12 Call Centre Best Practices You Need to Be Doing Right Now

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CallMiner introduce their top twelve best practices for improving contact centre performance and customer satisfaction.

There’s an imperative for call centres to drive operational performance excellence in order to remain competitive in the industry.

Not doing so risks losing valuable customers and call centre talent in an industry that’s already known for high agent attrition rates.

But the question is: How?

The following is a look at 12 call centre best practices that can help to retain top talent and provide for an improved experience for customers:

1. Include Fun Tasks and Assessments When Interviewing

Agents are at the heart of any call centre, considering they’re on the front lines of customer interaction.  As such, it’s important to hire talent that will represent the company in a positive manner, motivate other agents, and drive performance that will make a difference in business growth.

Call Centre Helper recommends instituting a “competency-based approach” to interviewing, which involves running an assessment centre for new recruits.

In essence, this structured interview process allows a group of candidates to work through tasks and assessments; it also gives those in charge of hiring the opportunity to select the best performers in the group and train them together to become new call centre agents.

2. Leverage Call Monitoring and Scoring

Following the agent interview and selection process, managers should be keyed into how best to facilitate ongoing agent support, growth, and training.

Quality monitoring software, such as speech analytics, automatically monitors and scores 100% of calls, helping managers deliver objective feedback and improve agent performance.

Call scoring evaluation forms can also be helpful for enhancing quality assurance within the call centre.

3. Effectively Communicate With Agents

In addition to call monitoring and scoring, managers and supervisors should also make it a point to schedule in time for targeted coaching sessions with agents.

The advantages are two-fold: Managers get to share ideas for agent performance improvements and agents get to communicate their thoughts and impressions of their performance.

One best practice recommended by experts is to have the agent discuss what they believe to be their strengths and weaknesses during coaching sessions.

Two-way dialogue makes the communication and coaching more collaborative and, by giving the agent a sense of empowerment and ownership over their success, can often be more effective compared to standard coaching practices.

4. Incorporate Customer Feedback Into Performance Improvements

It’s not just agents who should be the focus of call centre improvements, however.  Sometimes the best resource for feedback on company experiences and interactions is a company’s customers.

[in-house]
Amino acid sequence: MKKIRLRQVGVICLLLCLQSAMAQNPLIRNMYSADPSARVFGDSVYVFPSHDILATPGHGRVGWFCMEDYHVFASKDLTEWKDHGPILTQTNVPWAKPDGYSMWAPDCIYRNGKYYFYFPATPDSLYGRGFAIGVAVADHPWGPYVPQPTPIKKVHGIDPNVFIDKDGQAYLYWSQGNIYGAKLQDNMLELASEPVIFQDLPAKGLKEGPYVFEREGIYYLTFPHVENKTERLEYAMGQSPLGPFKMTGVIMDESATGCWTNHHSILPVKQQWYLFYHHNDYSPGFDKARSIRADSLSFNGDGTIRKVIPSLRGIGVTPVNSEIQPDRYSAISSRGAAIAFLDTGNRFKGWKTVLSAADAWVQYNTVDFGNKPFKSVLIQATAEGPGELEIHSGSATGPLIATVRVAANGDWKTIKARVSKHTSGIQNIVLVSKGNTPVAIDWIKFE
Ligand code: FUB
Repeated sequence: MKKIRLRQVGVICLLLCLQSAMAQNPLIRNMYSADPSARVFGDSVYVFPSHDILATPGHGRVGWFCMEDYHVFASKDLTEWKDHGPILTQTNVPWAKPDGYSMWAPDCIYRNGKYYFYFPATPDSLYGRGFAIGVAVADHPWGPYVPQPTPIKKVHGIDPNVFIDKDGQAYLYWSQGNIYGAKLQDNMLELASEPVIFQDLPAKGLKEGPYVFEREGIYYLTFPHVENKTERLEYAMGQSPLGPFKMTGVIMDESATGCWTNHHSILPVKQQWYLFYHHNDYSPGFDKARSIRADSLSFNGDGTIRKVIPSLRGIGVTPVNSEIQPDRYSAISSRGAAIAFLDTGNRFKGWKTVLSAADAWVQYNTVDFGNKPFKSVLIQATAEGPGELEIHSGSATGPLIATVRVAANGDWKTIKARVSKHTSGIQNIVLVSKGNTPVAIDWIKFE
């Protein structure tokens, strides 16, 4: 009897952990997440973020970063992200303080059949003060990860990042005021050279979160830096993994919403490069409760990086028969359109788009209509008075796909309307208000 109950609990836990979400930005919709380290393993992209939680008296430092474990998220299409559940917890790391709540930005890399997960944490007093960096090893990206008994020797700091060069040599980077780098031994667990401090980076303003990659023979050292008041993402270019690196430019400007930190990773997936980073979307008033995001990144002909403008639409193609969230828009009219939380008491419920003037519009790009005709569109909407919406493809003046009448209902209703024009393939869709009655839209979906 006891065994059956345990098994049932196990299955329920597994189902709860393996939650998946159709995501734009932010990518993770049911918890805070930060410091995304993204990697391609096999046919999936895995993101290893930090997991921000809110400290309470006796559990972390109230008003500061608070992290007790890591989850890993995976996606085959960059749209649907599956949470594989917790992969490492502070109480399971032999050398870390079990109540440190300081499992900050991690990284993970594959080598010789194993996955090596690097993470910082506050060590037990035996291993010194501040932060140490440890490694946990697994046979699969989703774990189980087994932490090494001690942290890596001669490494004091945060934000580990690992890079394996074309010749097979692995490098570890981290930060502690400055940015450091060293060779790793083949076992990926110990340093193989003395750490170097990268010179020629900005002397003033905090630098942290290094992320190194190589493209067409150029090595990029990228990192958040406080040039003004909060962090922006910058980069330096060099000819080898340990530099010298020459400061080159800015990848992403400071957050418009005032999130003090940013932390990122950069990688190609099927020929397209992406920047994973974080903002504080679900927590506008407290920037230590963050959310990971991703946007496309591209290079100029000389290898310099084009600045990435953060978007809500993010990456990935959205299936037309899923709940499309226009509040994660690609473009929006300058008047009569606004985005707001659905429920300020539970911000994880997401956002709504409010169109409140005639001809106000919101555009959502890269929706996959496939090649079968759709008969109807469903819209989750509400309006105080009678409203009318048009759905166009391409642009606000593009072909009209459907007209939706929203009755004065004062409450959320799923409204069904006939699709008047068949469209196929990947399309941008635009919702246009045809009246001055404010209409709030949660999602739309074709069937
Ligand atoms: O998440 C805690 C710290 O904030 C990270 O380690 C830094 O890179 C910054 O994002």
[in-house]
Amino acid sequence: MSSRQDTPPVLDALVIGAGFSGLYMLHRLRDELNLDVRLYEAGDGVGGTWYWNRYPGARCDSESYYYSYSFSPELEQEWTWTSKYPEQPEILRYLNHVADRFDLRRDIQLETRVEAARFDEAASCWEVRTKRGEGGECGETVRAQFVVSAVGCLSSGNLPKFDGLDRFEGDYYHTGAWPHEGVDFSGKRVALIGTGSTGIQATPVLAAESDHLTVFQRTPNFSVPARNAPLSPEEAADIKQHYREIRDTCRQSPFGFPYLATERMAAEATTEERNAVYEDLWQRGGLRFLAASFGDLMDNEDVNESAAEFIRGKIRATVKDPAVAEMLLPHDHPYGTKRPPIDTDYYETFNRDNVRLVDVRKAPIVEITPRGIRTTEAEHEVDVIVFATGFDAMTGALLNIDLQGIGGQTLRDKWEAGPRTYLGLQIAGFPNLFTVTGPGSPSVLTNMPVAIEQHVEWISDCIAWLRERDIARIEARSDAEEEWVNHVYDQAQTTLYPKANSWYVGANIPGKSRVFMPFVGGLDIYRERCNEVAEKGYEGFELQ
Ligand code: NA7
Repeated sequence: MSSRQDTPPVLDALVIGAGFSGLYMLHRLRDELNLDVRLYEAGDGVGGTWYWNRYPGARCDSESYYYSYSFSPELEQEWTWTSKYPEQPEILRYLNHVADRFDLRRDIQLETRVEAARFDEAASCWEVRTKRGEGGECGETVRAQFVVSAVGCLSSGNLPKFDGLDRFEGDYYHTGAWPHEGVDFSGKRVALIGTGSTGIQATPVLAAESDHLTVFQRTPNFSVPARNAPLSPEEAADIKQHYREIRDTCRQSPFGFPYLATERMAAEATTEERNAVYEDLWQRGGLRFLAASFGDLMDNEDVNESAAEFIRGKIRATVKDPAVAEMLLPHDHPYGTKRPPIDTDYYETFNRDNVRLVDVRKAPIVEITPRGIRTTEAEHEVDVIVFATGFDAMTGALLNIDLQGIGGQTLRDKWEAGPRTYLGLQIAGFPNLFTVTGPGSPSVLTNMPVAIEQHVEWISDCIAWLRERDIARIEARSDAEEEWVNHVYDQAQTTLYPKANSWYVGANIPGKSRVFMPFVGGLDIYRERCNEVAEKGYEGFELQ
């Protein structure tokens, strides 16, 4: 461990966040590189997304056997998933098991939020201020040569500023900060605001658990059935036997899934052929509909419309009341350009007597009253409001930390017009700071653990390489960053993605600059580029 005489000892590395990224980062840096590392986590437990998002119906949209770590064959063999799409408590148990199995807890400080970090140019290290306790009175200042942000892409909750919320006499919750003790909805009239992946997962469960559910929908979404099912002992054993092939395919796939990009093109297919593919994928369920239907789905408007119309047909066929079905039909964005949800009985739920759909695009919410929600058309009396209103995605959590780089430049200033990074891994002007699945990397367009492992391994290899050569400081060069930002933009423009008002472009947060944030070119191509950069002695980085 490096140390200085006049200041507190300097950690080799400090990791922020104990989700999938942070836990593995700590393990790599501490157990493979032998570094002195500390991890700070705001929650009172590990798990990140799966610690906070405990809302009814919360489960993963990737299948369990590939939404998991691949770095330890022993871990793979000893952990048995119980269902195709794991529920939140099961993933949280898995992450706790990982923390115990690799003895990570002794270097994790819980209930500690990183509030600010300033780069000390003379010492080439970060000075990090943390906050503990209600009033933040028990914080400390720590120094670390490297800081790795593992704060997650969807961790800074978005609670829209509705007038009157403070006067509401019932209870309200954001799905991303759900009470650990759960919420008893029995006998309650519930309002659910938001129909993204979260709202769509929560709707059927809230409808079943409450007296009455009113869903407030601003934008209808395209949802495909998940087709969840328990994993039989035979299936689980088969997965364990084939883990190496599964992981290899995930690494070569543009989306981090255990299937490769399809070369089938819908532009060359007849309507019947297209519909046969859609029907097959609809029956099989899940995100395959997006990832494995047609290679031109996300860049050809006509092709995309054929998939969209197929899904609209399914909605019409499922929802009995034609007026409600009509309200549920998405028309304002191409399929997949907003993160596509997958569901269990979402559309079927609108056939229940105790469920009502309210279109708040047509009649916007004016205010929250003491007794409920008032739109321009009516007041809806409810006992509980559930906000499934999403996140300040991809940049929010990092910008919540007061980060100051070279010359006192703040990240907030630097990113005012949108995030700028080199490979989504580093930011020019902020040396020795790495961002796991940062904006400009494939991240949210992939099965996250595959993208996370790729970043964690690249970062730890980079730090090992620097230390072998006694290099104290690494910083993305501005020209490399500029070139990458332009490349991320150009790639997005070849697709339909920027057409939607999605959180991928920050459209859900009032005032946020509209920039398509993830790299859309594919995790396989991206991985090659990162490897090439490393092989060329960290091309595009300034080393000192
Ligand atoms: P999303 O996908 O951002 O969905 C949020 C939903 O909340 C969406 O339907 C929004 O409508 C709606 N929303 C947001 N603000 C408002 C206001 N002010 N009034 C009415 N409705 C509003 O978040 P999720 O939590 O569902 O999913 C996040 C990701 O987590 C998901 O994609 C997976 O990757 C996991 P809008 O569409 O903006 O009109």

The problem is that many customers don’t voice their satisfaction if they’re not asked for their feedback. In fact, just one out of 26 customers will complain about a poor experience, and 91% of customers who don’t complain will simply leave if they have a bad experience.

More than one out of 10 of those unhappy customers will tell 15 or more people about their negative experience.

The key takeaway is to use customer feedback (surveys, social media, etc.) to reduce customer churn and make changes that will help to improve customer satisfaction in the future.

5. Focus on the Metrics That Matter Most

Keeping track of call metrics and agent KPIs is a good way of maintaining a high level of performance in the call centre. However, you should be careful not to measure too much so you don’t end up drowning in metrics and data. You have many metrics at your disposal; be sure you only focus on what matters.

The metrics you should prioritize are those which measure service level, call resolution, average handle time, agent schedule adherence, call abandonment, average hold time, and call abandonment.

6. Avoid Negative Language

In general, call centre best practices include the creation of a script which recommends professional language, an upbeat tone, and key phrases to leverage. However, it is also worth training agents to avoid certain phrases and types of language to avoid negative interactions.

For example, instead of telling a caller, “I’m going to put you on hold”, encourage agents to use phrases like “I’m sorry, I’m actually not the best person to answer your query, but let me transfer you to our resident expert who will be with you in two minutes. Thanks for your patience.”

7. Train Your Agents Effectively

Effective training is probably the most obvious call centre best practice, but it is definitely an area that could be improved on at many organizations. Training your agents to perform at a high level is the foundation of your organization and the entire training process should be treated with appropriate care.